My only real complaint about the novel is that it’s almost overstuffed: with great characters and their backstories, enticing subplots, and elements that seemed custom-made to appeal to me – baking, a restaurant, brain injury, the relatively recent history of the AIDS crisis, a secondhand bookstore, rescue dogs and cats, and much more. I especially loved the descriptions of multi-course meals and baking projects. Glass spins warm, effortless prose reminiscent of what I’ve read by Louise Miller and Carolyn Parkhurst. I will certainly read her first, best-known book, Three Junes, which won the National Book Award. I was also delighted to recall that I have her latest on my Kindle: A House Among the Trees, based on the life of Maurice Sendak.

All told, this was quite the bargain entertainment at 95 cents! Two small warnings: 1) if you haven’t read Three Junes, try not to learn too much about it – Glass likes to use recurring characters, and even a brief blurb (like what’s on the final page of my paperback; luckily, I didn’t come across it until the end) includes a spoiler about one character. 2) Glass is deliberately coy about when her book is set, and it’s important to not know for as long as possible. So don’t glance at the Library of Congress catalog record, which gives it away.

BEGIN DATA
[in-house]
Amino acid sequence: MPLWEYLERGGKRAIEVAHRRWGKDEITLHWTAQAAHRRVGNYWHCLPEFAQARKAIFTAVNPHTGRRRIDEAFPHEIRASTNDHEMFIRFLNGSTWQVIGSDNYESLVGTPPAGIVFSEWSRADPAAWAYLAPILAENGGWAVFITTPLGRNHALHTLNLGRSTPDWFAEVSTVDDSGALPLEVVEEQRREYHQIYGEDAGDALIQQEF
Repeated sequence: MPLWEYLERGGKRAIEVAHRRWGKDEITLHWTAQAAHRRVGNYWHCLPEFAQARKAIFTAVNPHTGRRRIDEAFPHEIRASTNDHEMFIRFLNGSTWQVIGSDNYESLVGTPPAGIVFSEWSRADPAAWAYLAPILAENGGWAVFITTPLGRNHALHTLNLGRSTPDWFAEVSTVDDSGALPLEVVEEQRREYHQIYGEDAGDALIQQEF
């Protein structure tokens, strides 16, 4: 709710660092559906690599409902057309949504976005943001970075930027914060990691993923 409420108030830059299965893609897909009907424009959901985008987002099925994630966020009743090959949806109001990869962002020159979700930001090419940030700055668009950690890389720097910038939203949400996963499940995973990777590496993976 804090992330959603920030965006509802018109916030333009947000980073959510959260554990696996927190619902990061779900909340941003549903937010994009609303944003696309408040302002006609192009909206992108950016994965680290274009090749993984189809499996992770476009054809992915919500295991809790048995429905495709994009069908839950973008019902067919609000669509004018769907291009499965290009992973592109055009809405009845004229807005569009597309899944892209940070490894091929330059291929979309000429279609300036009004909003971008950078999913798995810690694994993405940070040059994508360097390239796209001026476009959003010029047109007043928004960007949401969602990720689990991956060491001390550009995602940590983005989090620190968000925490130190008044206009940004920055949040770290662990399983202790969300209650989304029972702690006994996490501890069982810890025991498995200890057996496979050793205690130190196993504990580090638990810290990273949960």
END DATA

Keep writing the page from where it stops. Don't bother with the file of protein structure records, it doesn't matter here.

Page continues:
Page count: 560

My rating:

 

I started Umberto Eco’s The Name of the Rose (1983) with the best intentions of keeping up with Annabel’s buddy read. The first 50–100 pages really flew by and drew me into the mystery of a medieval abbey where monks keep getting murdered in hideous ways. I loved the Sherlockian shrewdness and tenacity of Brother William; the dutiful recording of his sidekick, narrator Adso of Melk; and the intertextual references to Borges’s idea of a library as a labyrinth. But at some point the historical and theological asides and the untranslated snippets of other languages (mostly Latin) began to defeat me, and I ended up just skimming most of the book. I’d recommend this if you liked Samantha Harvey’s The Western Wind, or if you fancy an astronomically more intelligent version of The Da Vinci Code.

A favorite passage: “Books are not made to be believed, but to be subjected to inquiry. When we consider a book, we mustn’t ask ourselves what it says but what it means”

My rating: